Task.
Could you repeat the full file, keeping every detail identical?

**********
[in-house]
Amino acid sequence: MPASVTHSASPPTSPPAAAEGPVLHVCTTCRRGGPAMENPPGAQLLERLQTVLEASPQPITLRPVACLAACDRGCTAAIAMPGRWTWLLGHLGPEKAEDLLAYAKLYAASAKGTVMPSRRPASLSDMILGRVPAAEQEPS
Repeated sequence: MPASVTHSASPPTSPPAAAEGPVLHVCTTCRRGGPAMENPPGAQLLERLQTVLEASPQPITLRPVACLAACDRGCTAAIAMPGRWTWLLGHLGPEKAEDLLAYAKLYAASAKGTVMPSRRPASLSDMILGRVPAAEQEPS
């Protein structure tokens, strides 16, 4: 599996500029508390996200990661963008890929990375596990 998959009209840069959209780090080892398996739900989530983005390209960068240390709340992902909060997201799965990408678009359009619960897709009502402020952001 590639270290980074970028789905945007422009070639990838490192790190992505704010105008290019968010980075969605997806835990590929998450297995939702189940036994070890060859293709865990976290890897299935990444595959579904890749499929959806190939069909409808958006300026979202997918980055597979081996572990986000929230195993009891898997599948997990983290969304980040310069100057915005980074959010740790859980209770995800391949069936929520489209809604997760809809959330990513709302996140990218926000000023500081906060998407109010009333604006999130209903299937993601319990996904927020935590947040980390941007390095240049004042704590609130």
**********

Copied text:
[in-house]
Amino acid sequence: MPASVTHSASPPTSPPAAAEGPVLHVCTTCRRGGPAMENPPGAQLLERLQTVLEASPQPITLRPVACLAACDRGCTAAIAMPGRWTWLLGHLGPEKAEDLLAYAKLYAASAKGTVMPSRRPASLSDMILGRVPAAEQEPS
Repeated sequence: MPASVTHSASPPTSPPAAAEGPVLHVCTTCRRGGPAMENPPGAQLLERLQTVLEASPQPITLRPVACLAACDRGCTAAIAMPGRWTWLLGHLGPEKAEDLLAYAKLYAASAKGTVMPSRRPASLSDMILGRVPAAEQEPS
């Protein structure tokens, strides 16, 4: 599996500029508390996200990661963008890929990375596990 998959009209840069959209780090080892398996739900989530983005390209960068240390709340992902909060997201799965990408678009359009619960897709009502402020952001 590639270290980074970028789905945007422009070639990838490192790190992505704010105008290019968010980075969605997806835990590929998450297995939702189940036994070890060859293709865990976290890897299935990444595959579904890749499929959806190939069909409808958006300026979202997918980055597979081996572990986000929230195993009891898997599948997990983290969304980040310069100057915005980074959010740790859980209770995800391949069936929520489209809604997760809809959330990513709302996140990218926000000023500081906060998407109010009333604006999130209903299937993601319990996904927020935590947040980390941007390095240049004042704590609130």